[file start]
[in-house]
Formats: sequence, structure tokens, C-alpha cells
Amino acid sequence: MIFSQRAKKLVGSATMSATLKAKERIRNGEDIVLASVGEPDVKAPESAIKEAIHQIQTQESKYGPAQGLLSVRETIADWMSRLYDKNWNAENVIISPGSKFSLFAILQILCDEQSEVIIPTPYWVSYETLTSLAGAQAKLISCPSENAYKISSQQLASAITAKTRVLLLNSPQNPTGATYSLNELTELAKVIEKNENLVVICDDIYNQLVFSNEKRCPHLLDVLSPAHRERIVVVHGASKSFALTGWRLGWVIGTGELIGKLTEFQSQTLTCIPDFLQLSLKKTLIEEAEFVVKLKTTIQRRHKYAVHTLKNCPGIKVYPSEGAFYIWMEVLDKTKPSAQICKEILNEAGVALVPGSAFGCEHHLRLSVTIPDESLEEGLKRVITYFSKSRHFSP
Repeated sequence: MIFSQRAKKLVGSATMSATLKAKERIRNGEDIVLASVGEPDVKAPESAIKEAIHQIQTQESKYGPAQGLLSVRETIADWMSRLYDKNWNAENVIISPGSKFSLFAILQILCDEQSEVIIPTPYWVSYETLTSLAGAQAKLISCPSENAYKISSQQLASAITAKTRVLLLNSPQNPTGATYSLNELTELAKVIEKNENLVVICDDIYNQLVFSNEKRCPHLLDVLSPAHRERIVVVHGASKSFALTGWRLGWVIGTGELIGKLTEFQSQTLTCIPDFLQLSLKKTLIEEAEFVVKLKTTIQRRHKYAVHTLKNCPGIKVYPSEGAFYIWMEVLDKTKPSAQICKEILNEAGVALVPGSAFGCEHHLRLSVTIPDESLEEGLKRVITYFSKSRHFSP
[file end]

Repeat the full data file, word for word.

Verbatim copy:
[in-house]
Formats: sequence, structure tokens, C-alpha cells
Amino acid sequence: MIFSQRAKKLVGSATMSATLKAKERIRNGEDIVLASVGEPDVKAPESAIKEAIHQIQTQESKYGPAQGLLSVRETIADWMSRLYDKNWNAENVIISPGSKFSLFAILQILCDEQSEVIIPTPYWVSYETLTSLAGAQAKLISCPSENAYKISSQQLASAITAKTRVLLLNSPQNPTGATYSLNELTELAKVIEKNENLVVICDDIYNQLVFSNEKRCPHLLDVLSPAHRERIVVVHGASKSFALTGWRLGWVIGTGELIGKLTEFQSQTLTCIPDFLQLSLKKTLIEEAEFVVKLKTTIQRRHKYAVHTLKNCPGIKVYPSEGAFYIWMEVLDKTKPSAQICKEILNEAGVALVPGSAFGCEHHLRLSVTIPDESLEEGLKRVITYFSKSRHFSP
Repeated sequence: MIFSQRAKKLVGSATMSATLKAKERIRNGEDIVLASVGEPDVKAPESAIKEAIHQIQTQESKYGPAQGLLSVRETIADWMSRLYDKNWNAENVIISPGSKFSLFAILQILCDEQSEVIIPTPYWVSYETLTSLAGAQAKLISCPSENAYKISSQQLASAITAKTRVLLLNSPQNPTGATYSLNELTELAKVIEKNENLVVICDDIYNQLVFSNEKRCPHLLDVLSPAHRERIVVVHGASKSFALTGWRLGWVIGTGELIGKLTEFQSQTLTCIPDFLQLSLKKTLIEEAEFVVKLKTTIQRRHKYAVHTLKNCPGIKVYPSEGAFYIWMEVLDKTKPSAQICKEILNEAGVALVPGSAFGCEHHLRLSVTIPDESLEEGLKRVITYFSKSRHFSP